From the post:
“Here’s how it works. Users identify a web site they are interested in extracting data from and view it through the Dapper virtual browser. Aizen showed my how to do it using Digg as an example. I clicked on a story headline, on the number of diggs and the via URL field. I went to another page on the same site and did the same thing so that Dapper could clearly identify the fields I was interested in. I then went through the various tools available on the site to set certain conditions and threshholds and ended up with XML feeds I could do all kinds of things with. Like send me an email whenever there’s a TechCrunch story on the front page of digg, or when a search results page shows a TechCrunch story with more than 10 diggs.”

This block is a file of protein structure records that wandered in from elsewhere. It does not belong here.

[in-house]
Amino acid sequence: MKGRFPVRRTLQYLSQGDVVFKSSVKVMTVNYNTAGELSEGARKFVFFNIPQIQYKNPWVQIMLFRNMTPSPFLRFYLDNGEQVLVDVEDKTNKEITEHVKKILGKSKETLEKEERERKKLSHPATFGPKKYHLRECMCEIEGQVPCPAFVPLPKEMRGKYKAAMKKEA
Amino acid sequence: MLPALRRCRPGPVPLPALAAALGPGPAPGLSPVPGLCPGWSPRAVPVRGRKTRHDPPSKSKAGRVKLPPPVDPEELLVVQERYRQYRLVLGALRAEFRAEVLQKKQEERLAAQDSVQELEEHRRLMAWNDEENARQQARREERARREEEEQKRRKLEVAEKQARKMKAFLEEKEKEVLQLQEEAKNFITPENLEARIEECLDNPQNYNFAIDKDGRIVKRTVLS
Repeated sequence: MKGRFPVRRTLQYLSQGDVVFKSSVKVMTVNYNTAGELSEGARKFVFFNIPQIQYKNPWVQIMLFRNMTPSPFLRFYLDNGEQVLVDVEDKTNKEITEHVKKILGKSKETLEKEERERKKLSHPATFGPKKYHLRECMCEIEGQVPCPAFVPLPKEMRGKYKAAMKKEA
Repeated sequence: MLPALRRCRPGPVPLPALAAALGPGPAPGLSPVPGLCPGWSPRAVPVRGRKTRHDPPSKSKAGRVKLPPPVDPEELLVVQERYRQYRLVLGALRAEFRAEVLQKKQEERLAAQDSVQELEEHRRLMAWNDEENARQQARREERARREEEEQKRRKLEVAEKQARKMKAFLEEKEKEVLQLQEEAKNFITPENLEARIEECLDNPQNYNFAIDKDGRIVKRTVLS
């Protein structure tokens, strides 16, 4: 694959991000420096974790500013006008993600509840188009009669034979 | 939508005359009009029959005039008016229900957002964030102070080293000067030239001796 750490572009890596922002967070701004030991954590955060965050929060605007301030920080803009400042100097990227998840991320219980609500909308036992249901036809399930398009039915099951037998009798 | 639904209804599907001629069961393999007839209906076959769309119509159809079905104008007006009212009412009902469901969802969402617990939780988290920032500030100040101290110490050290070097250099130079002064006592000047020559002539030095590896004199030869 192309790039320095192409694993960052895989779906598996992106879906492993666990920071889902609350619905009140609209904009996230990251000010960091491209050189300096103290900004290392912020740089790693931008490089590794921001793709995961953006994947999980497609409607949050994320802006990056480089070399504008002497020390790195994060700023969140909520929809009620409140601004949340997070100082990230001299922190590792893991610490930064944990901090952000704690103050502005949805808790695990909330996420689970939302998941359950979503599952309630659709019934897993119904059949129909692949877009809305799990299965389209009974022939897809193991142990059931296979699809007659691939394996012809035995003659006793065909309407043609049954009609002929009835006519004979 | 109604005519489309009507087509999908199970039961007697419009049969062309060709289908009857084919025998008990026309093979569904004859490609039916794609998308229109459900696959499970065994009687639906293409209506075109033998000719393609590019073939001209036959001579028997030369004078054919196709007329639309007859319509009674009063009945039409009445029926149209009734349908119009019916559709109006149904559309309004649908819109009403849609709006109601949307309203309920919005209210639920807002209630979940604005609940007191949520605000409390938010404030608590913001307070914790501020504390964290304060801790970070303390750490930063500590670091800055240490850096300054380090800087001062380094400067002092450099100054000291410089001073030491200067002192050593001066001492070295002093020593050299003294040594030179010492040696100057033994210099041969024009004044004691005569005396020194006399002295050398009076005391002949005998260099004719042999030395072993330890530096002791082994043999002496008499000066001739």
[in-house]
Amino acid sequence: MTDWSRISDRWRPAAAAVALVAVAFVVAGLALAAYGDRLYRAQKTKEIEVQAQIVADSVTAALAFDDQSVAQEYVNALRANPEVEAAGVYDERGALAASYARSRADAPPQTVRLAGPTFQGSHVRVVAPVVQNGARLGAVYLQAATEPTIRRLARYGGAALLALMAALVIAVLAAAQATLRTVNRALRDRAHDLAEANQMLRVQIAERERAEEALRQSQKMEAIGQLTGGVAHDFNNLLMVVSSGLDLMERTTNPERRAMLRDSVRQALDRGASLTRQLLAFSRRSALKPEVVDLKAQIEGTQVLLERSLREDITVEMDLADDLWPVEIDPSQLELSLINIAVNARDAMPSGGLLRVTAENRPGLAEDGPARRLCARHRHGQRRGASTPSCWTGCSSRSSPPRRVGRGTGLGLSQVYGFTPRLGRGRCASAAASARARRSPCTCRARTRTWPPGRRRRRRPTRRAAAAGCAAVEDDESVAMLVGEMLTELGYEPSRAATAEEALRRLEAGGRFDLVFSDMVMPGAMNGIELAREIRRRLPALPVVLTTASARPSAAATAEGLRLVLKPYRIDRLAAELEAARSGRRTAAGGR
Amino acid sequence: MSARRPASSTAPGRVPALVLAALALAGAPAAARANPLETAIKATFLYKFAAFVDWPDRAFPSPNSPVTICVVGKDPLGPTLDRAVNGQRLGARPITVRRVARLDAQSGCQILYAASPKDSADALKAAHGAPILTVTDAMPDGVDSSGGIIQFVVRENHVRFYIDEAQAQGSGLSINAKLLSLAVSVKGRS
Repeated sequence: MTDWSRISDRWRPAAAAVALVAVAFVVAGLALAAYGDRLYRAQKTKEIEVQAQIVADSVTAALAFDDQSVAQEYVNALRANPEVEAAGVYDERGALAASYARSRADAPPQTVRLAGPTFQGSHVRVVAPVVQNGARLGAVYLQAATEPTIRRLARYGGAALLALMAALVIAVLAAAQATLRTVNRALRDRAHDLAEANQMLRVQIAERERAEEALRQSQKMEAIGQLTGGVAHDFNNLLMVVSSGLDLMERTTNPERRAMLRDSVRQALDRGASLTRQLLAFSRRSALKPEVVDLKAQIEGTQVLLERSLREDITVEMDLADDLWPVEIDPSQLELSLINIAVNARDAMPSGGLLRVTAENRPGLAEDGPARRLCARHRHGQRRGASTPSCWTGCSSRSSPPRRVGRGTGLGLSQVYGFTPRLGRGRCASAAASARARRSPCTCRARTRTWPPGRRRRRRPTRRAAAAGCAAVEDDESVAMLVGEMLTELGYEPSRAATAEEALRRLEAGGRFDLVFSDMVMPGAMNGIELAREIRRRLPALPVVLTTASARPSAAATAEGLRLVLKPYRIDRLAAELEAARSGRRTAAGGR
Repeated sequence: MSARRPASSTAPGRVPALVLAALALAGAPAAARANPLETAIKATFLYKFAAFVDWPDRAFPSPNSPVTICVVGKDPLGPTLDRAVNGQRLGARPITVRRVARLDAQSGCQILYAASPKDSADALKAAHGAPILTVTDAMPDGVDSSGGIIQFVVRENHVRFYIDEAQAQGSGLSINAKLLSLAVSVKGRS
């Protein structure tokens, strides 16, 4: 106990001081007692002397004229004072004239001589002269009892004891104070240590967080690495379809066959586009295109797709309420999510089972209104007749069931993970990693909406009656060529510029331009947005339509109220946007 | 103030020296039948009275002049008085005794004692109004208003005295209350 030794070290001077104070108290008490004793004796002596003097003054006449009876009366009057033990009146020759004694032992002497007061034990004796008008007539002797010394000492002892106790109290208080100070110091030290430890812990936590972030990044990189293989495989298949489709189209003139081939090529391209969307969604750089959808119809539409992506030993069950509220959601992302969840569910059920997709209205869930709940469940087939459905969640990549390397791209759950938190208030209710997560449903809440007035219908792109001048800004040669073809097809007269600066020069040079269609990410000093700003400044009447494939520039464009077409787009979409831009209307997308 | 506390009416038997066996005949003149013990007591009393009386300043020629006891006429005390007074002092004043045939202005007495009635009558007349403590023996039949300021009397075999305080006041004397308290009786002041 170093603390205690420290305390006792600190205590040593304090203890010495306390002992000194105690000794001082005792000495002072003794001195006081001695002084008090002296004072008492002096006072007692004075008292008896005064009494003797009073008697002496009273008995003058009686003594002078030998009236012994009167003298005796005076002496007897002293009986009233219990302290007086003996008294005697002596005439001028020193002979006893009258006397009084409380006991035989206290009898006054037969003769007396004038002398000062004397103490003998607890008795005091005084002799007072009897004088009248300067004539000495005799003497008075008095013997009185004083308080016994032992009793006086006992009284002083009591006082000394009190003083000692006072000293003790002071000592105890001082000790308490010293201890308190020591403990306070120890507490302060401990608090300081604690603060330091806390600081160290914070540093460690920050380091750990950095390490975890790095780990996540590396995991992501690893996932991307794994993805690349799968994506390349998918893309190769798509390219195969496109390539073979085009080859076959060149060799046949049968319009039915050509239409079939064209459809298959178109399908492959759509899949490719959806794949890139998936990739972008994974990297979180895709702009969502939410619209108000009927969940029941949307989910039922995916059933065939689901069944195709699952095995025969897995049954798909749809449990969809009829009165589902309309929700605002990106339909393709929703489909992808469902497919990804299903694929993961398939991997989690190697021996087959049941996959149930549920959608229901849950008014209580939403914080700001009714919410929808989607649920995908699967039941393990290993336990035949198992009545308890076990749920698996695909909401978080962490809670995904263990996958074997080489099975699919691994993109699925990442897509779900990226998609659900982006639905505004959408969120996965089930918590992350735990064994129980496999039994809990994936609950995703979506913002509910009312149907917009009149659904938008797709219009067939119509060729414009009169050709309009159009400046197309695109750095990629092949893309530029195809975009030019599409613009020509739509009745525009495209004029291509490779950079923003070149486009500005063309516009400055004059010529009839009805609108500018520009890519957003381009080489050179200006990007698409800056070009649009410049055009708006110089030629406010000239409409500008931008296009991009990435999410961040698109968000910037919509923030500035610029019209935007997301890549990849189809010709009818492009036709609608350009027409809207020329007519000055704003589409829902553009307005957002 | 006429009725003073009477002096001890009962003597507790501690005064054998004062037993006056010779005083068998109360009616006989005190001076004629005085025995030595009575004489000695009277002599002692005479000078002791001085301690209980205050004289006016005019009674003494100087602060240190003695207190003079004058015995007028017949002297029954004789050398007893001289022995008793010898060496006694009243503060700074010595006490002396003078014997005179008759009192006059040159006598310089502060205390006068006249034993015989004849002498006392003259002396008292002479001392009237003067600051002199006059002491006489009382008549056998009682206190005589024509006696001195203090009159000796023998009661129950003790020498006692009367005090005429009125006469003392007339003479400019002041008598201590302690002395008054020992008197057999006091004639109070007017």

“The alerts are of most interest to me, but data from other sites can be mapped on Google Maps, turned into an RSS feed for sites that don’t publish feeds, turned into a slideshow if the data is in the form of images. Aizen says he’s created a tool for himself that runs feeds through Babblefish automatically and produces a translated feed. The possibilities are huge.”
This allows for DIY mashups the way Ning allows for DIY creation of applications.
Maybe non-techies can think up and create mashups like Adam Green’s (scroll to “more”) collecting feeds from tech.meme and feeding them into grazr (updating hourly), or a similar idea for Technorati search from Raj Kumar Dash…also see Adam Green’s annotated grazr mashup…more.